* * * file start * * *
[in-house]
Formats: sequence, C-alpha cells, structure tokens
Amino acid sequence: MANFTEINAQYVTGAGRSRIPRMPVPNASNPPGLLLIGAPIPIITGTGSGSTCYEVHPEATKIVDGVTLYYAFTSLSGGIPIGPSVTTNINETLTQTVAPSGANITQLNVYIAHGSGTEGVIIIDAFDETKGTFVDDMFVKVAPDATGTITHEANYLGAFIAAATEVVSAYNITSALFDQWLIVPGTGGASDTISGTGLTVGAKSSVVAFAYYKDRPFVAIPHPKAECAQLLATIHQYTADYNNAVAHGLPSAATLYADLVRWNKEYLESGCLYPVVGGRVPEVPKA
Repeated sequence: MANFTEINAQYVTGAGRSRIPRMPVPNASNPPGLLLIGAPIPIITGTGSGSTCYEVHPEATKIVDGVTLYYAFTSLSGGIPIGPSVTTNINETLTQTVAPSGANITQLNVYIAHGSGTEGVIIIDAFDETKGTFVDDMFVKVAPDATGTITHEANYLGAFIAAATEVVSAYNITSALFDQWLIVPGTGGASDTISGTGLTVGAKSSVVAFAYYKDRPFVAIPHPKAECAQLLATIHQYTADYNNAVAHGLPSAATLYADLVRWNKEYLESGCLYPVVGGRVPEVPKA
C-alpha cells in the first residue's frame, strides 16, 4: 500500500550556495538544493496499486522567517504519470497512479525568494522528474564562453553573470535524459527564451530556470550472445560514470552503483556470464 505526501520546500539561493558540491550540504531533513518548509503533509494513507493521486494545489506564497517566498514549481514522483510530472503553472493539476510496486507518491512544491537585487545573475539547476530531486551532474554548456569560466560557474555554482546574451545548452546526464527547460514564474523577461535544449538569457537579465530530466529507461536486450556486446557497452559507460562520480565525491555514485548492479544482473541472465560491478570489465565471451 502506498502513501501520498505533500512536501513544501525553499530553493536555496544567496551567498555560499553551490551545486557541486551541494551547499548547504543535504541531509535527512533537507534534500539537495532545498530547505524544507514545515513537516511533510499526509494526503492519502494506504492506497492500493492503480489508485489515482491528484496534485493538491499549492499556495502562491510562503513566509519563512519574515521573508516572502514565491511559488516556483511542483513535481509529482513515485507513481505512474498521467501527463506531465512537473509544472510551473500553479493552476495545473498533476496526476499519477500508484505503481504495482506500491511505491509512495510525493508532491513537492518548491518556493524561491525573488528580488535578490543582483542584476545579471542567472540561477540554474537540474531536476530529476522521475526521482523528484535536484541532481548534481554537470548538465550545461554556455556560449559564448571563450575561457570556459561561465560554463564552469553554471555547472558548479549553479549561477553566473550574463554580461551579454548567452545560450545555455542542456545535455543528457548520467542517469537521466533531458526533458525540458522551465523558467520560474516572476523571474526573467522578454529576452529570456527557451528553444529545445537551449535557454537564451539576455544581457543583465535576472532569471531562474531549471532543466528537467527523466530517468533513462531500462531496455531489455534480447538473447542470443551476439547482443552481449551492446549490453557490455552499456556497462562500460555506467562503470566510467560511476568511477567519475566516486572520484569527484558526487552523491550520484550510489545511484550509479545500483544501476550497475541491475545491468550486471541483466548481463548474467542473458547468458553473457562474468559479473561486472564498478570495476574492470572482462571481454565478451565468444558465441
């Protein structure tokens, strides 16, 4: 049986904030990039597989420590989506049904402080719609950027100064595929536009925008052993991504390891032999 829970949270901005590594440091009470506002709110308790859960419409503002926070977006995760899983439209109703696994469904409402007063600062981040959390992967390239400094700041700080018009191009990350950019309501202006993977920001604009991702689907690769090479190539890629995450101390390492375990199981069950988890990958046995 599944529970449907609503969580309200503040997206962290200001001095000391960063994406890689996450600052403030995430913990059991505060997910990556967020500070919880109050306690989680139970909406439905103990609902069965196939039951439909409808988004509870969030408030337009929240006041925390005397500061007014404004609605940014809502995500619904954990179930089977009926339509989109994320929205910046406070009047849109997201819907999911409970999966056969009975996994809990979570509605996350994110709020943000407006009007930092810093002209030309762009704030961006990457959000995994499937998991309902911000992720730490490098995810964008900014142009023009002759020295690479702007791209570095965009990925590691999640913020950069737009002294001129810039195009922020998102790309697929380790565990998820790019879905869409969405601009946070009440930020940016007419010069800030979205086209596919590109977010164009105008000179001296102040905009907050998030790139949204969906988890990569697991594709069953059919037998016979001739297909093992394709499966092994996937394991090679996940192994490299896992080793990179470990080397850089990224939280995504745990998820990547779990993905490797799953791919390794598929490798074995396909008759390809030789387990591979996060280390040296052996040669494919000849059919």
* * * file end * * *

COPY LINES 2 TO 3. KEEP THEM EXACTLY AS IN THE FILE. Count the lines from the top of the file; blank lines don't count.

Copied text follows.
Formats: sequence, C-alpha cells, structure tokens
Amino acid sequence: MANFTEINAQYVTGAGRSRIPRMPVPNASNPPGLLLIGAPIPIITGTGSGSTCYEVHPEATKIVDGVTLYYAFTSLSGGIPIGPSVTTNINETLTQTVAPSGANITQLNVYIAHGSGTEGVIIIDAFDETKGTFVDDMFVKVAPDATGTITHEANYLGAFIAAATEVVSAYNITSALFDQWLIVPGTGGASDTISGTGLTVGAKSSVVAFAYYKDRPFVAIPHPKAECAQLLATIHQYTADYNNAVAHGLPSAATLYADLVRWNKEYLESGCLYPVVGGRVPEVPKA